That afternoon there was a loud crying in the hall. Someone had died and the family from the village were doing their death wail. It was not very encouraging for the rest of us with infectious diseases.
That night was again a sleepless one, with lights on, radio going, and nurses shouting to each other in the hall.
The next day was Sunday. I was having a nice nap in the afternoon when Barbara shook my arm. I opened my eyes to see all seven of the Smith family looking down at me, smiling broadly.
They said I was a nice, bright yellow and looked like an Asian. They also said that they were not afraid of getting anything from me. Although they didn’t know it, once I turned yellow, I was no longer contagious.
The doctors were glad to have me in the hospital because they could practice their English and German on me. But I was not happy to be there–I wanted to get home where I could sleep. After giving me one intravenous infusion on the first day, they hadn’t done anything for me, so why stay?
On Monday when Barbara came with more vanilla pudding, I asked her to tell the doctors that I wanted to go home but when she talked with the main doctor, he was not happy and exclaimed, “Why do you want him to go home?”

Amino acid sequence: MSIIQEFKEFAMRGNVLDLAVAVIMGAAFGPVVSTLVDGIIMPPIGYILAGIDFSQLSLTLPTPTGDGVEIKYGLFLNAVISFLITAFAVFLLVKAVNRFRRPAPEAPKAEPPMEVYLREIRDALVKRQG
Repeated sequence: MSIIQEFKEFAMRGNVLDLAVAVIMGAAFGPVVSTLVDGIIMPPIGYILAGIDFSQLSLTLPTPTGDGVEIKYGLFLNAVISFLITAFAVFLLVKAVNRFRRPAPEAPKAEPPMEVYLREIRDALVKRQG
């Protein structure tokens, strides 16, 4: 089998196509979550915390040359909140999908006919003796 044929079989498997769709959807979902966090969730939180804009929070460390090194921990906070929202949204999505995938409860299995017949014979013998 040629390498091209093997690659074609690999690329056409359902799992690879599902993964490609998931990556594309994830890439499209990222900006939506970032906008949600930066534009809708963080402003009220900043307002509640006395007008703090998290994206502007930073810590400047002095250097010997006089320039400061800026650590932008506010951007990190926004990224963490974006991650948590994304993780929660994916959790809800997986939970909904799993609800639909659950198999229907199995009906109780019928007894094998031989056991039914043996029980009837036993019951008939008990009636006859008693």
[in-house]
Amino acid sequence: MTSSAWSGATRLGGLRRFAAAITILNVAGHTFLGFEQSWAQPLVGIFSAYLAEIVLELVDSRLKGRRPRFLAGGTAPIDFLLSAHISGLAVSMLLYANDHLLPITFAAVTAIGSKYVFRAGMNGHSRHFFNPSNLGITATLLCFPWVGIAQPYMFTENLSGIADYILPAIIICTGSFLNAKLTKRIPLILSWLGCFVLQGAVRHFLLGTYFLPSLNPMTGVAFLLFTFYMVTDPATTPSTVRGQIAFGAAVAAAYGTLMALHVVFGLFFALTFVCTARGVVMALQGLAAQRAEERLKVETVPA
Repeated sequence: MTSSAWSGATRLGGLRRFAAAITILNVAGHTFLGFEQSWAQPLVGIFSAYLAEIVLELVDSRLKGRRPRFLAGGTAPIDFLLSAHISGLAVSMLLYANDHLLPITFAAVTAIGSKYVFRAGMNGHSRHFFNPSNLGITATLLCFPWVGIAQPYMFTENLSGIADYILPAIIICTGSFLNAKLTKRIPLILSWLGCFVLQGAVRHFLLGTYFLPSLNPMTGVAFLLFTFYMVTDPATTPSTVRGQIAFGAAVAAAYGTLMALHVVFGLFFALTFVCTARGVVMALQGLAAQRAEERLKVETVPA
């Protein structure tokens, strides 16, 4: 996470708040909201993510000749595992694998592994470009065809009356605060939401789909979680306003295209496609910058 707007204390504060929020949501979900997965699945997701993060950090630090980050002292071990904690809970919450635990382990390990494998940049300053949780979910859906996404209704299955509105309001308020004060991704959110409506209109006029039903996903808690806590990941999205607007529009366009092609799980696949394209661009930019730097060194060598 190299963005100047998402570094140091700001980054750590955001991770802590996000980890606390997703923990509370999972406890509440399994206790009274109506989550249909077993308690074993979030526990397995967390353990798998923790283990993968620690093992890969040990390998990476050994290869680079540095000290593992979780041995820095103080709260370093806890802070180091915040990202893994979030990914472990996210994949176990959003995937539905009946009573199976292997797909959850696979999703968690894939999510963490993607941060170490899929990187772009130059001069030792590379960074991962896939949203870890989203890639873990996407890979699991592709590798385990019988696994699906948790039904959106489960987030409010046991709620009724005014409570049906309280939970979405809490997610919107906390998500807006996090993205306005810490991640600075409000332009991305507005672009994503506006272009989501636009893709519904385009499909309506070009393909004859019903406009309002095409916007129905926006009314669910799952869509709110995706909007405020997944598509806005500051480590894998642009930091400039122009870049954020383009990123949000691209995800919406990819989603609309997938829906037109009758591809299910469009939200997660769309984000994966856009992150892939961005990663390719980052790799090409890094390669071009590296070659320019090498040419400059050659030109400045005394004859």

Barbara replied, “What can I say? He’s my husband and wants to go home. I have to do what he says!” That made perfect sense to the doctor and he agreed to release me.
However, when she went to sign me out, it came out that I had not been properly registered. So first she had to get me checked in, then get me checked out. Finally, we were able to go home.
Then began a long convalescence with me in bed for several weeks. The good part was that I got to eat lots of vanilla pudding—eating sweet things were part of the treatment–and I had time to read a lot of books—twenty-one, to be exact.
There was also more time to pray and memorize Scripture. As usual, when I was seriously sick, the Lord was calling me aside to teach me new things.
The negative side was that I was physically weak and my brain was not working very well. That persisted for three months. Then one day it was like a switch flipped and my mind kicked into gear again.
That summer we went back to the States. Since we wanted to have continuity for the boys’ education and for ministry, we usually went for just two and a half months. To do this we had to take the boys out of school early and bring them back a bit late because the German school system spreads out vacation time through the year, making summer vacations shorter.
During this time in the US, in spite of my weakness from hepatitis, we did our usual tour of visiting all twenty-one of our supporting fellowships: one on Sunday morning, another in the evening, and another on Wednesday evening.
It was a busy time and we came back to our adopted city tired. We dove right in as I went back to work at the university and the boys got back to the German school.
Picture: me in the hospital with my IV “friend”